Contrarian investors are constantly searching for beaten-up stocks that could be on the verge of a recovery.
Let’s take a look at Cameco Corp. (TSX:CCO)(NYSE:CCJ) to see if it deserves to be on your buy list right now.
In early 2011, Cameco traded for $40 per share and uranium prices hovered near US$70 per pound. Then the tsunami hit the coast of Japan, and everything changed.
The country shut down its entire fleet of nuclear reactors, and governments around the world took a step back to evaluate their nuclear energy programs. Uranium prices went into a free fall, and seven years later, they still haven’t recovered. The share prices of the industry’s producers also took a hit.
How bad has it been?
Uranium spot prices are about US$22 per pound, and Cameco currently trades for $13.70 per share.
Japan is working hard to get its reactors back online, but technical challenges and legal delays have stalled the process. In fact, only six of the country’s 42 operable nuclear energy facilities have resumed commercial service.
Cameco is caught up in a battle with the Canada Revenue Agency (CRA) over taxes owed on earnings generated through a foreign subsidiary. The trial for the first round of contested tax years wrapped up in September 2017, and Cameco says a decision is expected within the next 12 months.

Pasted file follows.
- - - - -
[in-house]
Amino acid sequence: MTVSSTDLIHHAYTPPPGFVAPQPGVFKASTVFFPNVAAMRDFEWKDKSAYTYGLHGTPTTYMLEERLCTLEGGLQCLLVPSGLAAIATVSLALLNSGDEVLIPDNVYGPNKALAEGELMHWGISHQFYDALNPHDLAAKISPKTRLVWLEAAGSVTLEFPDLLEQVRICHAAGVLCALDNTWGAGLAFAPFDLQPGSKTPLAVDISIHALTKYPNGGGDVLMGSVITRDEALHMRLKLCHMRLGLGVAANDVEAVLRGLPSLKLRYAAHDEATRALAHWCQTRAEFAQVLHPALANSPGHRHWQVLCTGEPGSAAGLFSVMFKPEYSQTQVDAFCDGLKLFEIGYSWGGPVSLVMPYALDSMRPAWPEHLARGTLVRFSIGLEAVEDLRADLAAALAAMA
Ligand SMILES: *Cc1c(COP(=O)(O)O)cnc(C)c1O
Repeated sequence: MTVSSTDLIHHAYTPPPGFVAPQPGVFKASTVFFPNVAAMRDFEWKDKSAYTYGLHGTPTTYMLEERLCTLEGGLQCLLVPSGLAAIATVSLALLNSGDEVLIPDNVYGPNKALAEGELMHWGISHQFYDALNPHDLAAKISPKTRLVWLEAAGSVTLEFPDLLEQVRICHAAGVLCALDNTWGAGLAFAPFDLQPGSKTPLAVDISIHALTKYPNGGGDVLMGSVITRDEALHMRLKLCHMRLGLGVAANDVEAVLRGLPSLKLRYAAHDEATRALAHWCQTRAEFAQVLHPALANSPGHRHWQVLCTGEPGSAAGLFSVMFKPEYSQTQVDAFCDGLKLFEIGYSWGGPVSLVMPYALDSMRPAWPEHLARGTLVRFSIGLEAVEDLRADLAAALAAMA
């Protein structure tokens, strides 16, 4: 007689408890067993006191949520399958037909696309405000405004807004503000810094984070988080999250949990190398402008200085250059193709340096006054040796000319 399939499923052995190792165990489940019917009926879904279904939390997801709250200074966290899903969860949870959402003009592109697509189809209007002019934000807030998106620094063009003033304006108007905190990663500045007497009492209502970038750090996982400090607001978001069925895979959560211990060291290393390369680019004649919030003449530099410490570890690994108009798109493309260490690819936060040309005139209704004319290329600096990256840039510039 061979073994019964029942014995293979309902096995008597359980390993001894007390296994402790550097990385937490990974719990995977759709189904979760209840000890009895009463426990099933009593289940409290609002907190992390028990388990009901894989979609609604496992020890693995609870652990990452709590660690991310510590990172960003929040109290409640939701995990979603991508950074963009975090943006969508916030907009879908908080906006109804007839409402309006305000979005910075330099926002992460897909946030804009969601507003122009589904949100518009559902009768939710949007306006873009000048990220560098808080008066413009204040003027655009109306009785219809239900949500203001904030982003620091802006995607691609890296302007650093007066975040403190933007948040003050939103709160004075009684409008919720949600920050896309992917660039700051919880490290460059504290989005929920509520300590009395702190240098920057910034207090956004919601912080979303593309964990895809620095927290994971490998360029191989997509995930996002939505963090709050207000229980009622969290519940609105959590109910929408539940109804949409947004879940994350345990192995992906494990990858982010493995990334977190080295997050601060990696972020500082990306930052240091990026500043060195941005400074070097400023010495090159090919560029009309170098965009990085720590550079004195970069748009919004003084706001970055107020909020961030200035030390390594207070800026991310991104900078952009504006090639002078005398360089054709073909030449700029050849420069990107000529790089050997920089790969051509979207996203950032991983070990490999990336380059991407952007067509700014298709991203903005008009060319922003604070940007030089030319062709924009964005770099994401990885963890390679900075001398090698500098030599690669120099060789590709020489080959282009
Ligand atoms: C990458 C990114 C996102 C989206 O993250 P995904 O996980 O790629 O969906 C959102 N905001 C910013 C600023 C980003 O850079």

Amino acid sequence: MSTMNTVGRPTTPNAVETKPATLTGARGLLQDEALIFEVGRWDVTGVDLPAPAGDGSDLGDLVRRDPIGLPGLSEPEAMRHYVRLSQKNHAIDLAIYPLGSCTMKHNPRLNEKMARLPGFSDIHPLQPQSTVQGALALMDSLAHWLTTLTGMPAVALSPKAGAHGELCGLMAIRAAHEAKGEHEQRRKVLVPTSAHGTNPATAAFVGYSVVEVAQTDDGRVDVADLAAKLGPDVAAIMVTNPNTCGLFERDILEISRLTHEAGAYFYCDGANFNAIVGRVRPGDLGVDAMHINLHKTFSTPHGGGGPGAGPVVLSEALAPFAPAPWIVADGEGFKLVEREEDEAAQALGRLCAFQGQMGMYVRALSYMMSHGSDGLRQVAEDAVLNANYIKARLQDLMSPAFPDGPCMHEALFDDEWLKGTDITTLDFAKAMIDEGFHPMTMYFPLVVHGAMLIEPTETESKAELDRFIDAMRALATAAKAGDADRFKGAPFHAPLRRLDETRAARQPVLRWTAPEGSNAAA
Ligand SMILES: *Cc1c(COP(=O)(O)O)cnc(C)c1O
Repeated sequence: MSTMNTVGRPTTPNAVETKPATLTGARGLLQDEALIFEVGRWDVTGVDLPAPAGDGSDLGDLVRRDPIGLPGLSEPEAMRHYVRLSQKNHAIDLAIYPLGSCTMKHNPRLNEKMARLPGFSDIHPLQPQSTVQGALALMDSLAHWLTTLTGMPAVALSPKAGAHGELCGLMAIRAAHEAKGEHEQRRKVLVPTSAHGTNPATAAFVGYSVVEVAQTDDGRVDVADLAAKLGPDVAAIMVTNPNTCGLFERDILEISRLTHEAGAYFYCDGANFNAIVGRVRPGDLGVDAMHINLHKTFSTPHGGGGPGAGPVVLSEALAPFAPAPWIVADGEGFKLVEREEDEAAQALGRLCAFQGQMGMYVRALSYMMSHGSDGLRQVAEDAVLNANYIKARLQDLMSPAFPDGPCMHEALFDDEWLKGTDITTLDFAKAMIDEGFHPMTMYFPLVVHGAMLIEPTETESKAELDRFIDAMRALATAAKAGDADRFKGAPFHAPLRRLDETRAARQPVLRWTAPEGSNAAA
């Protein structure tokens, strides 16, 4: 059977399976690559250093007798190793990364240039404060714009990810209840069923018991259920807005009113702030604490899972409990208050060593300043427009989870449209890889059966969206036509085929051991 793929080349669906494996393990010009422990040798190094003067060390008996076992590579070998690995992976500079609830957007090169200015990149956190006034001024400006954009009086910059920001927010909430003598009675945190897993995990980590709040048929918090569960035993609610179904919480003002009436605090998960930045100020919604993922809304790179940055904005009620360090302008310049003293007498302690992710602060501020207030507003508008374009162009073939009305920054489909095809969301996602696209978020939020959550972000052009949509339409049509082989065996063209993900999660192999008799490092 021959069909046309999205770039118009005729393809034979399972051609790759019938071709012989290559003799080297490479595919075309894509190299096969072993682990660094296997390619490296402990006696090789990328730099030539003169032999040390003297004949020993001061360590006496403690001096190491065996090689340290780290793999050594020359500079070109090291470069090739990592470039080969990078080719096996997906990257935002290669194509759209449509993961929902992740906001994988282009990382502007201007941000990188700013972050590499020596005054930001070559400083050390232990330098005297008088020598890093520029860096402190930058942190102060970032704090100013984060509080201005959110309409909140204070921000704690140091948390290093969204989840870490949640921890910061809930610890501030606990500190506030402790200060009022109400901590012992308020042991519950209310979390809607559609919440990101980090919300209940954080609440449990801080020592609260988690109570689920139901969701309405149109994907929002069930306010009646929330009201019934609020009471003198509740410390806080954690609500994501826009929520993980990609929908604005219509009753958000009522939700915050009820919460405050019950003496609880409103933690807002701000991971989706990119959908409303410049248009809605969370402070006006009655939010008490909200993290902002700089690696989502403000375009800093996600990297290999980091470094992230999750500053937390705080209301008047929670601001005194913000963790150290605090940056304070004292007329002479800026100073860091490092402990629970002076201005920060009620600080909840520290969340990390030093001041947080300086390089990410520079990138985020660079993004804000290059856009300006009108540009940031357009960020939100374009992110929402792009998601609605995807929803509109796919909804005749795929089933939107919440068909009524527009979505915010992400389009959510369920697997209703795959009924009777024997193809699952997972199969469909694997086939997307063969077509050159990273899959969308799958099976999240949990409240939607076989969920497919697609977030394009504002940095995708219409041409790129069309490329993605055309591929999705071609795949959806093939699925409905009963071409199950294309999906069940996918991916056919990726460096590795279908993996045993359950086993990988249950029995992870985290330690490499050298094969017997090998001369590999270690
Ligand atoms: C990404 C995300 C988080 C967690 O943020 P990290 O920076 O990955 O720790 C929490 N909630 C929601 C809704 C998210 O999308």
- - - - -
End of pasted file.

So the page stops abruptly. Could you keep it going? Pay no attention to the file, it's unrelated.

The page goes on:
If Cameco loses the case, it could be required to pay more than $2 billion in taxes and penalties.
Cameco has done a good job of adjusting production levels and trimming costs to ride out the downturn, but the prolonged slump is having a negative impact on the company. Cameco slashed its dividend last fall and has suspended operations at a number of facilities, including McArthur River and Key Lake.
The company managed to report adjusted net earnings of $23 million in Q1 2018, but the overall outlook for the rest of 2018 remains cautious. Cameco maintained its 2018 guidance when it reported the Q1 results, with cash flow expected to be similar to last year.
Uranium bulls say a major recovery could be on the way, and they might have a point.
Secondary supplies are currently filling demand gaps in the uranium market, but that situation can’t last forever. Producers have cut back output and shelved development projects to the point where the uranium market could find itself in a shortage position in the coming years.
Around the globe, more than 50 new reactors are under construction, and Japan is slowly getting its facilities back in service. One report suggests annual uranium demand could rise 50% by 2030.
Should you buy?
The long-term outlook might be positive, but I wouldn’t hit the buy button just yet. Uranium prices are expected to remain under pressure for the near term, and there is a risk an unfavourable decision in the CRA case could trigger a sell-off in the stock.